C'est si bon!

Bonjour à tous! Je suis Vanessa, étudiante de 20 ans en France pour le moment. Je viens de Pékin, mais j'étudie à la fac à Chicago.

Hello! My name is Vanessa, a 20-year-old student in France for the moment. I come from Beijing, but I go to college in Chicago.

Sunday, June 22, 2014

A few glimpses into the the French life

at a resort near Arles
Bonjour à tous!

Today marks the third full day I've spent in the South of France. After several flight delays and changes (plus a rail strike), I finally arrived at Arles near midnight of Thursday. Even though I've only been here three days, I already see and feel and a lot of differences between the two cultures! How do I put this simply - at my host family, my host Papa concludes it as "the French kiss each other all the time, drink coffee and wine all the time, smoke all the time." Cliché, I know, yet incredibly accurate.

downtown Arles
Since Arles is a very small town (one can circumambulate the historic part of town in one hour),  everyone seems to know each other. When I went on a grocery run with my host Maman on Saturday afternoon, we ran into some acquaintances of hers about every two minutes, and we came across my study abroad program director twice. Therefore, People stop to give each other cheek kisses (usually three times, alternating the cheek) every once in a little while. All this is truly endearing and fascinating to me - it seems to bring everyone closer when they kiss each other, casually saying, "ah, good afternoon, it's beautiful out today." It was also a bit surprising to me that everyone expected kisses from me, too, when my host Maman introduced me to them. Nonetheless, the more I do it, the more I adore this custom. It truly makes me feel like I'm starting to belong to the community.

vin rosé 
beer with mint syrup
 In French dining, instead of bread and appetizers, people have this procedure called "l'apéritif," something that could be translated into "the pre-dinner drink." Usually, before a meal (lunch/dinner), everyone sits down at the table, takes a glass of wine, and spend a variable amount of time chatting. In the summertime, rosé is a very common choice for apéritif, as shown in the picture above. My host Papa told me that it's better to hold the glass only with one's fingers instead of the whole hand, so as to not heat up the iced wine too much.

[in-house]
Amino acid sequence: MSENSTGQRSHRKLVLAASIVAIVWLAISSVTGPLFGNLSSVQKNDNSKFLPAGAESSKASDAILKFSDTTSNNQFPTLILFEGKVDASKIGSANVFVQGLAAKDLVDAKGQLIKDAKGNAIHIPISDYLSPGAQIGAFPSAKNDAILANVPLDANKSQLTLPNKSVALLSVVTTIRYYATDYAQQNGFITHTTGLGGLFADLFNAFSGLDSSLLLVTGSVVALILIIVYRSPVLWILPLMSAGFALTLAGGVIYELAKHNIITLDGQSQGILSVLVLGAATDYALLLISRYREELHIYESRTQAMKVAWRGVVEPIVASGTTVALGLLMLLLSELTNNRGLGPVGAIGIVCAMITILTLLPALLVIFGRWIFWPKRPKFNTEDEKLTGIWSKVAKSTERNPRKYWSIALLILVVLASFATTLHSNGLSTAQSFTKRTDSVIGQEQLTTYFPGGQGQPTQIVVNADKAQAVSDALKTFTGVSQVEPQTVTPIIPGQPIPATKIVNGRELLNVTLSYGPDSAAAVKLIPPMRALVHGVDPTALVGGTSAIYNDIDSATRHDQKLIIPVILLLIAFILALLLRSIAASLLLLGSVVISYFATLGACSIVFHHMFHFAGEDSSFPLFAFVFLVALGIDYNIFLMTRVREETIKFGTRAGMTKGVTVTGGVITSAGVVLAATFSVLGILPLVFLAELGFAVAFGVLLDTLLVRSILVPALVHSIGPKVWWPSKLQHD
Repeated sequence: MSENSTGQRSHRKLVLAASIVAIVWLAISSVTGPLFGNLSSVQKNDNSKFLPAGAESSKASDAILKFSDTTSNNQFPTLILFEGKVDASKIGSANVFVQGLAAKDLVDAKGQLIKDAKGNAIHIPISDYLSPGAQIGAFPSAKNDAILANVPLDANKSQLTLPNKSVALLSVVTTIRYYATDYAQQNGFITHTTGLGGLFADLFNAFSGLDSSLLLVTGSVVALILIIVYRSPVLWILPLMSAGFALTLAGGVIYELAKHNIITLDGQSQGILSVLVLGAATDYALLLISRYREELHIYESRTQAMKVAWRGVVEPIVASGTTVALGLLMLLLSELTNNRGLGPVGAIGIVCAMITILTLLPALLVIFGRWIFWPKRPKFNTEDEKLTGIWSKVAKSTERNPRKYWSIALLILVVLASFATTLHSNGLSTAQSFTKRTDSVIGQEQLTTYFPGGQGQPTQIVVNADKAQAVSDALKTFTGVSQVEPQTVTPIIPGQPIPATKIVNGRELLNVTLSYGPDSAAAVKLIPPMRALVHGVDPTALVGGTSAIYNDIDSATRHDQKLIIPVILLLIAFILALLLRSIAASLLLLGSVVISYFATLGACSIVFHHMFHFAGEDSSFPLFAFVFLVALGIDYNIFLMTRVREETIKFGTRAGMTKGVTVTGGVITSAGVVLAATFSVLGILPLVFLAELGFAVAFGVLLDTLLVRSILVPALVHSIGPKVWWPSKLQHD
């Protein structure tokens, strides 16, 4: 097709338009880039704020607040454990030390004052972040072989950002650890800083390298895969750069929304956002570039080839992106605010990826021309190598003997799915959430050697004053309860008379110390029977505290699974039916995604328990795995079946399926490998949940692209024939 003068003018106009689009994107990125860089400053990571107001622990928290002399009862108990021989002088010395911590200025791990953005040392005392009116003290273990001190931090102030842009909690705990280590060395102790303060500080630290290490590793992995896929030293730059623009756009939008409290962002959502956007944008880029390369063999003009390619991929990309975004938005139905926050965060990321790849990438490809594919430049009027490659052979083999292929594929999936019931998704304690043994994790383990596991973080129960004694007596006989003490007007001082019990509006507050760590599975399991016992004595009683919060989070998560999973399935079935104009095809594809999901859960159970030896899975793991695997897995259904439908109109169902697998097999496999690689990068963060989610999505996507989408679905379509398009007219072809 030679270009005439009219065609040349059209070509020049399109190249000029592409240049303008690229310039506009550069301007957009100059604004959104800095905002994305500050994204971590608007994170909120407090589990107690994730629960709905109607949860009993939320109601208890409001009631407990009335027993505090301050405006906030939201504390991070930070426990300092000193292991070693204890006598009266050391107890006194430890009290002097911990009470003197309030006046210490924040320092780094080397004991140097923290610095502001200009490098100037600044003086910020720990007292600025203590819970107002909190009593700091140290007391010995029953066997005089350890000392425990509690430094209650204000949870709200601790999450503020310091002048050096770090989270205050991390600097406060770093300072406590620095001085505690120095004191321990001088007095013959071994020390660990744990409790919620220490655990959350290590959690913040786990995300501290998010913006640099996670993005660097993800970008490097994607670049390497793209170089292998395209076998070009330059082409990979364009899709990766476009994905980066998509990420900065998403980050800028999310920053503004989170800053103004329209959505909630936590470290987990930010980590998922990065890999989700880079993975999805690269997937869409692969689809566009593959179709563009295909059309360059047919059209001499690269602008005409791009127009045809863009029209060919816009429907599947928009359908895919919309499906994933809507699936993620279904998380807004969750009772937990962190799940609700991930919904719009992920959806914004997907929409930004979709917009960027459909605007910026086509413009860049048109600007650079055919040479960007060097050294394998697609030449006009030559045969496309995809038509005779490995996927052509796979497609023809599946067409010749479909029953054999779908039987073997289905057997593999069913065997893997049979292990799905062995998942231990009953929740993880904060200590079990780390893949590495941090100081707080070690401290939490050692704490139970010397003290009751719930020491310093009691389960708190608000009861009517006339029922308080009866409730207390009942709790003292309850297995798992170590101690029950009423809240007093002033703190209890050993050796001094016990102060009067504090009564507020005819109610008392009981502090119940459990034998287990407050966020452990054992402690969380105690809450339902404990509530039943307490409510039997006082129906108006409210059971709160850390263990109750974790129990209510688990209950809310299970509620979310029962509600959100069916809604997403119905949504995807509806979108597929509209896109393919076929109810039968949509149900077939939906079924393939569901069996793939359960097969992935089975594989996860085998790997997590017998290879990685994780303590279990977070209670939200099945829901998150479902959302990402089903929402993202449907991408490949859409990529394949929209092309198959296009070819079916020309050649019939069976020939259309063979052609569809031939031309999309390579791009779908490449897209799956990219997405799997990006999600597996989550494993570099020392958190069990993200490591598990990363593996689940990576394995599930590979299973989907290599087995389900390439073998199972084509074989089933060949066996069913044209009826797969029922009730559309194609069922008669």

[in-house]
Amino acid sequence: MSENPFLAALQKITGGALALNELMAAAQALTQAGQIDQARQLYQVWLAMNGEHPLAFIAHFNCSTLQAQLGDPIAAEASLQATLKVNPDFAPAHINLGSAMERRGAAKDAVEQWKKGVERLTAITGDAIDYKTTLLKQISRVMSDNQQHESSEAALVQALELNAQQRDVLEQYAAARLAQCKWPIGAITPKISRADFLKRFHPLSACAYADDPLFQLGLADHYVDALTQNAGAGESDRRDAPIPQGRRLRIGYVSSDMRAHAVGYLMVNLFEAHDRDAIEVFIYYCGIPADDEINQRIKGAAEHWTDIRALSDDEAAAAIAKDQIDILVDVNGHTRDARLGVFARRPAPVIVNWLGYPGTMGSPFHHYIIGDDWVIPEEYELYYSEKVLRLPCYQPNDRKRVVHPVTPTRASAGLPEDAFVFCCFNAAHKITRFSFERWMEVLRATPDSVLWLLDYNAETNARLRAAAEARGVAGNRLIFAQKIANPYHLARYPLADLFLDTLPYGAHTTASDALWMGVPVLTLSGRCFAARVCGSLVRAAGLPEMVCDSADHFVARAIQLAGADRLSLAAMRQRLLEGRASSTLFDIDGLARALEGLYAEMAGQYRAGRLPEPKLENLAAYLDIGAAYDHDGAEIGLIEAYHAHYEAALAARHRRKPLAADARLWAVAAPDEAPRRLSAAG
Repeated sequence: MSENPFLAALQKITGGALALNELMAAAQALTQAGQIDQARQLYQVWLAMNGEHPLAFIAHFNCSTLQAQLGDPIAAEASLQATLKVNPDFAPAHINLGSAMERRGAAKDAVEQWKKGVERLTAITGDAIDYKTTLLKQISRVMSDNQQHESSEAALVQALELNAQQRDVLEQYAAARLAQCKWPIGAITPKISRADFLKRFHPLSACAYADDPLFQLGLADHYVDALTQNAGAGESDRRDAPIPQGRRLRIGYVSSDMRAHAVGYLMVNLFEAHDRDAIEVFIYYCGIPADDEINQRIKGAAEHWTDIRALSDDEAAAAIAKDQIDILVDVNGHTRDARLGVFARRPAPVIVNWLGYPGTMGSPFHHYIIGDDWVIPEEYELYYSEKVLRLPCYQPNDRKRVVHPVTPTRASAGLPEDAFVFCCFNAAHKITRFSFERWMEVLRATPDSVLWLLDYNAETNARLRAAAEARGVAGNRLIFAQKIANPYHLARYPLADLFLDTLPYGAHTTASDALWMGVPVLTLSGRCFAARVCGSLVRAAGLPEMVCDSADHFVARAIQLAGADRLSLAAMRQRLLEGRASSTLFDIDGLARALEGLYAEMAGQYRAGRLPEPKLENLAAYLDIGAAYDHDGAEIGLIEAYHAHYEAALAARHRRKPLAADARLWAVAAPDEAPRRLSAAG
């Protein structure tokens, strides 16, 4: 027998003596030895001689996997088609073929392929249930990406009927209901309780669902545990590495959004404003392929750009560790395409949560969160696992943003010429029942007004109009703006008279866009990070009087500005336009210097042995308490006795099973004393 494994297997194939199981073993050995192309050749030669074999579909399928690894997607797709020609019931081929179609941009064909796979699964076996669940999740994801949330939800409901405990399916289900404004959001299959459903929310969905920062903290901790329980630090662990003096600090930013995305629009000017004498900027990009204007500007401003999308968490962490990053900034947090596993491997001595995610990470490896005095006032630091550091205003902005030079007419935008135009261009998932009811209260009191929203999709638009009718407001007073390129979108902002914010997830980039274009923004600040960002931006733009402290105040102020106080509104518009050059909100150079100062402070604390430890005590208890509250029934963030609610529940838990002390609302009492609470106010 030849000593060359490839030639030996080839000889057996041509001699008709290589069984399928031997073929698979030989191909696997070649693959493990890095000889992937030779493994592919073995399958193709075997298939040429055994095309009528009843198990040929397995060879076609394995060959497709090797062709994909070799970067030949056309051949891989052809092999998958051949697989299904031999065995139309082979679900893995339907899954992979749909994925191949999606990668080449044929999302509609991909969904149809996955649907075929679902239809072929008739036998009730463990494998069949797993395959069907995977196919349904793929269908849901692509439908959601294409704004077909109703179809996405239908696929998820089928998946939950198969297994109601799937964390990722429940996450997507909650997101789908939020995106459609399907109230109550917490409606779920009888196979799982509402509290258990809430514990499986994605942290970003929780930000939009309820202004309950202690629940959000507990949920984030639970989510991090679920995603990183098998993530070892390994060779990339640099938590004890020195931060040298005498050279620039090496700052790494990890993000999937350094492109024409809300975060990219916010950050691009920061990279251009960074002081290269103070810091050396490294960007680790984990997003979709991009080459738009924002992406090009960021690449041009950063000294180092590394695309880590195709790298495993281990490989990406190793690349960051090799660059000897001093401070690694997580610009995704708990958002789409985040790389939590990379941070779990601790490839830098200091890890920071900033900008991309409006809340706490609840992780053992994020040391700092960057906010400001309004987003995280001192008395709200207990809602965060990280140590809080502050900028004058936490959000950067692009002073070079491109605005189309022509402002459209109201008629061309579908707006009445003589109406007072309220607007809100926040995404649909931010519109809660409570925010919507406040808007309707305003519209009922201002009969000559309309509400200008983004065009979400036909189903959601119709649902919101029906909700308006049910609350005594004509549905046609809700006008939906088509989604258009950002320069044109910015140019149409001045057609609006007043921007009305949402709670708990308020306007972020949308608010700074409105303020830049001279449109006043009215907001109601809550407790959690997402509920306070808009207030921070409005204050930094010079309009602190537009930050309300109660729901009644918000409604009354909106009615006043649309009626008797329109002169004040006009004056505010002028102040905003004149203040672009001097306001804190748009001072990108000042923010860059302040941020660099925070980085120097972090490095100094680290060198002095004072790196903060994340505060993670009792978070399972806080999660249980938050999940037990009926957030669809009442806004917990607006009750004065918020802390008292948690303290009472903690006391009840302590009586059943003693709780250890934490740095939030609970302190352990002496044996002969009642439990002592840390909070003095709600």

the daily coffee
Besides wine, the French also drink a lot of coffee. And by a lot I mean a lot. Typically, there's coffee at breakfast, after lunch/later in the afternoon, and after dinner. People talk about almost everything over coffee. (Or wine.) My host Papa told me that to some, coffee is really the essence of life. Good coffee, that is. Then again, it's hard to find bad coffee in France, I'm totally serious!

The French also smoke a lot. My host parents smoked when they were young (now they have quit), and when I went out with other French young people, they all smoked. I personally don't think it's a good habit to take up, but well, the culture is there nonetheless.

Above are my major observations and discoveries of the French life. There are so many more things that I want to talk about, but I can't spend all my time seated in front of my laptop! I must take time to explore, so that I will have more things to write about.

Last things: two unbearably cute pictures - one of our neighbor's dog Boulette, and one of my host brother Louis.
Boulette! <3
Louis :)

I wish you all a relaxing Sunday.

Vanessa :]